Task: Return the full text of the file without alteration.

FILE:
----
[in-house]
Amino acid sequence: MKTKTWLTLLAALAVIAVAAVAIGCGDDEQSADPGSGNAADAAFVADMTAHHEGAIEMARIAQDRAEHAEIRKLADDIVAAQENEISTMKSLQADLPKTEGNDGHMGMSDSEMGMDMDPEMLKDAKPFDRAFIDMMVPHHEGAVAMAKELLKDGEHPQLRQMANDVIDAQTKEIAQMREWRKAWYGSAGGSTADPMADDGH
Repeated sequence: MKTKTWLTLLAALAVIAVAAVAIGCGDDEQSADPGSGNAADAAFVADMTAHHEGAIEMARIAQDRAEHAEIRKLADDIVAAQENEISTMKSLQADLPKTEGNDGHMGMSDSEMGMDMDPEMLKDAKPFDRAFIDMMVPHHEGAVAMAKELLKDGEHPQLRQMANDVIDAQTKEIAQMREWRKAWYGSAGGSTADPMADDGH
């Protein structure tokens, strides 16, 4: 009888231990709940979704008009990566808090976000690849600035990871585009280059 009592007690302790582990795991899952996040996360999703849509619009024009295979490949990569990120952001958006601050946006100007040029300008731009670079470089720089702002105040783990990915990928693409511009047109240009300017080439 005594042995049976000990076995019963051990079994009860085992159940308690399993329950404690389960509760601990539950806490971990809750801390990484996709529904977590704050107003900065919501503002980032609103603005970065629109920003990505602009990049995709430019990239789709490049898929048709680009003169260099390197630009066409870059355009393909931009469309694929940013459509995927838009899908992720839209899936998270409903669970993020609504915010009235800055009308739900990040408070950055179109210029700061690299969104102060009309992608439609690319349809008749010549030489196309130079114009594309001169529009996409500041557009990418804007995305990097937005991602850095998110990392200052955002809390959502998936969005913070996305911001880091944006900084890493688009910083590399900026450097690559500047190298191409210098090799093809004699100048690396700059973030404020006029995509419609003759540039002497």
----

[in-house]
Amino acid sequence: MKTKTWLTLLAALAVIAVAAVAIGCGDDEQSADPGSGNAADAAFVADMTAHHEGAIEMARIAQDRAEHAEIRKLADDIVAAQENEISTMKSLQADLPKTEGNDGHMGMSDSEMGMDMDPEMLKDAKPFDRAFIDMMVPHHEGAVAMAKELLKDGEHPQLRQMANDVIDAQTKEIAQMREWRKAWYGSAGGSTADPMADDGH
Repeated sequence: MKTKTWLTLLAALAVIAVAAVAIGCGDDEQSADPGSGNAADAAFVADMTAHHEGAIEMARIAQDRAEHAEIRKLADDIVAAQENEISTMKSLQADLPKTEGNDGHMGMSDSEMGMDMDPEMLKDAKPFDRAFIDMMVPHHEGAVAMAKELLKDGEHPQLRQMANDVIDAQTKEIAQMREWRKAWYGSAGGSTADPMADDGH
């Protein structure tokens, strides 16, 4: 009888231990709940979704008009990566808090976000690849600035990871585009280059 009592007690302790582990795991899952996040996360999703849509619009024009295979490949990569990120952001958006601050946006100007040029300008731009670079470089720089702002105040783990990915990928693409511009047109240009300017080439 005594042995049976000990076995019963051990079994009860085992159940308690399993329950404690389960509760601990539950806490971990809750801390990484996709529904977590704050107003900065919501503002980032609103603005970065629109920003990505602009990049995709430019990239789709490049898929048709680009003169260099390197630009066409870059355009393909931009469309694929940013459509995927838009899908992720839209899936998270409903669970993020609504915010009235800055009308739900990040408070950055179109210029700061690299969104102060009309992608439609690319349809008749010549030489196309130079114009594309001169529009996409500041557009990418804007995305990097937005991602850095998110990392200052955002809390959502998936969005913070996305911001880091944006900084890493688009910083590399900026450097690559500047190298191409210098090799093809004699100048690396700059973030404020006029995509419609003759540039002497």